China not in possession of sea but in position, says Esperon
MANILA, Philippines — National Security Adviser Hermogenes Esperon Jr. on Tuesday denied that China is “in possession” of the West Philippine Sea, as President Rodrigo Duterte claimed in his State of the Nation address to a joint session of Congress on Monday.
West Philippine Sea is the local name of the waters within the Philippines’ 370-kilometer exclusive economic zone (EEZ) in the South China Sea, nearly all of which China claims.
Esperon, a former military chief of staff, said China was just “in position,” as it had established a presence in parts of the South China Sea claimed by its smaller neighbors in the region.
Besides the Philippines, Brunei, Malaysia, Taiwan and Vietnam also have competing claims in the South China Sea.
“I think the President did not say that they are ‘in possession’ but they are ‘in position,’” Esperon told reporters.
He said China’s militarization in the South China Sea from 2012 to 2016 enabled it to take “positional advantage” over its rivals for territory in the strategic waterway.
“Admittedly, China has built islands, artificial islands, in the West Philippine Sea and in the South China Sea starting from 2012 to 2016 and up to now. But the construction of islands there were completed as of 2016, so they are in position in such islands,” Esperon said.
“They have the positional advantage right now and they have the equipment to reinforce their position, so what is our answer there? Our response is to also strengthen our position,” he said.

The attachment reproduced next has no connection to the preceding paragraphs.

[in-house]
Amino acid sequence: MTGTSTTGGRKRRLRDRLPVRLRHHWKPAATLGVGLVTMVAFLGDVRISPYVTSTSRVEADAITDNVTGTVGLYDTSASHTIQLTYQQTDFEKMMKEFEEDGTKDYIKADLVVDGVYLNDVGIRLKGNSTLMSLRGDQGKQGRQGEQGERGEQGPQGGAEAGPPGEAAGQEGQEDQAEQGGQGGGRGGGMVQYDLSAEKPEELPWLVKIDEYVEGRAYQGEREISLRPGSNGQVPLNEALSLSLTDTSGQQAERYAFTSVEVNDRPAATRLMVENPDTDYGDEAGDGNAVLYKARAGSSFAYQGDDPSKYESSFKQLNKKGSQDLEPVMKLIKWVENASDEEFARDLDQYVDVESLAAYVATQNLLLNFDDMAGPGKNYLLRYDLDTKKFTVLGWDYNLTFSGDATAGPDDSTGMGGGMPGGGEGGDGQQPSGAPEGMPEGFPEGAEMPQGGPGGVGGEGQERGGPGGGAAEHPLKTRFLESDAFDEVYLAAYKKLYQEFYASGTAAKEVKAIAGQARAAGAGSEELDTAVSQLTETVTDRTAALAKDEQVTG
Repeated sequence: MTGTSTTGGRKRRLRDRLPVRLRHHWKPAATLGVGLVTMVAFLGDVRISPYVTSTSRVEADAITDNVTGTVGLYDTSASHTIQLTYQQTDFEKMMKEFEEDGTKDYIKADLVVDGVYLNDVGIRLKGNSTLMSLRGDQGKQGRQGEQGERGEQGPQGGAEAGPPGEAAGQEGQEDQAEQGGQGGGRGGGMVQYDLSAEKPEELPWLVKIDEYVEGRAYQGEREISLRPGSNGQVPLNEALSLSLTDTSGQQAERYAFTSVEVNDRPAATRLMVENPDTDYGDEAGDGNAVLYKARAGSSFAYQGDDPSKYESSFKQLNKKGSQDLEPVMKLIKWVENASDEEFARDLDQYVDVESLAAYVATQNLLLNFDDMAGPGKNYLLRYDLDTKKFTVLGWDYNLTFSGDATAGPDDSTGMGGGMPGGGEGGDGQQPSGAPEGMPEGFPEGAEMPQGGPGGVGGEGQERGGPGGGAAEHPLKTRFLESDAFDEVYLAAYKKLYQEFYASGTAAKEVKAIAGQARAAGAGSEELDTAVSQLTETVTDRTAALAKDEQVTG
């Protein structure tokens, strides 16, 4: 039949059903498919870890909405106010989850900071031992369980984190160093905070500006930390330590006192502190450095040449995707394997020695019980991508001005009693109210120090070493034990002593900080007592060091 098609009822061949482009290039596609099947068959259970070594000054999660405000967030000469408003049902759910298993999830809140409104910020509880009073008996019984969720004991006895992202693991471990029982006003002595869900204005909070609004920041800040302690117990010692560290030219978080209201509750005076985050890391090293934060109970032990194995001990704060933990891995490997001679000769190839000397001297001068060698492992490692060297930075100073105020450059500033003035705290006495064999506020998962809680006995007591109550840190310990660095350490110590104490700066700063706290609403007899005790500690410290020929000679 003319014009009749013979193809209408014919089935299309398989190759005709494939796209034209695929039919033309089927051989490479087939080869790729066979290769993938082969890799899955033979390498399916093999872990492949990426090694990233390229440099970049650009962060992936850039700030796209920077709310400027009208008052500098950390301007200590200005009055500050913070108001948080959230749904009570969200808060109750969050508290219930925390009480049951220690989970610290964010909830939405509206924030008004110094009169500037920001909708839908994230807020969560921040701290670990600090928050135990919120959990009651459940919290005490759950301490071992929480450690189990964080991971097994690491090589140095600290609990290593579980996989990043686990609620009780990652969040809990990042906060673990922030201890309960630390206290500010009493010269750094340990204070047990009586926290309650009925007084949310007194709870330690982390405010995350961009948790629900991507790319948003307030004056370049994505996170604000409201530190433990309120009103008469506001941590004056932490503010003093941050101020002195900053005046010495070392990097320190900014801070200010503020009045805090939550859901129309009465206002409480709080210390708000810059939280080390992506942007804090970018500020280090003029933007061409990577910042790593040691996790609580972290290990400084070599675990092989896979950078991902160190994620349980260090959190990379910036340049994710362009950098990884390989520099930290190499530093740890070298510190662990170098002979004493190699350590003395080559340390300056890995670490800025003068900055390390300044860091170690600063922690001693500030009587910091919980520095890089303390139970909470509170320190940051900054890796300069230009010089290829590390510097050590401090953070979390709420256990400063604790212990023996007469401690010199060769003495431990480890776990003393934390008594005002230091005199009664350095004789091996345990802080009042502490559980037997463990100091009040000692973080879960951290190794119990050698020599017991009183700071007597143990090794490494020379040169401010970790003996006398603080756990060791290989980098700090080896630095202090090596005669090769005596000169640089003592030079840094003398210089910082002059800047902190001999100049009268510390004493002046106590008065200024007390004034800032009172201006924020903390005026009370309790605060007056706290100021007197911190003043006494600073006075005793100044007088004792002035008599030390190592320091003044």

Defense Secretary Delfin Lorenzana agreed with Esperon, noting that President Duterte could be just referring to Panatag Shoal, internationally known as Scarborough Shoal, when he said China was “in possession” of the West Philippine Sea.
“They are in position on their islands, but they are not in possession of the West Philippine Sea because we are also claiming it,” Lorenzana said.
No, ‘in possession’
Presidential spokesperson Salvador Panelo, however, said what the President said was that China was “in possession” of the West Philippine Sea and that as far as he was concerned, China owned those waters.
“Maybe it’s the pronunciation. Possession. And his position is, ‘as far as I’m concerned, they own that,’” Panelo told reporters.
According to a Palace transcript of the 2019 State of the Nation, the President said: “China also claims the property and he is in possession. That is the problem. They are in possession and claiming all the resources there as an owner.”
Panelo said China’s military presence in the South China Sea showed that it was in possession of the heavily disputed waterway.
Supreme Court Senior Associate Justice Antonio Carpio, who has done an extensive study of the territorial dispute between the Philippines and China in the South China Sea, also challenged the President’s claim that China was in possession of the West Philippine Sea.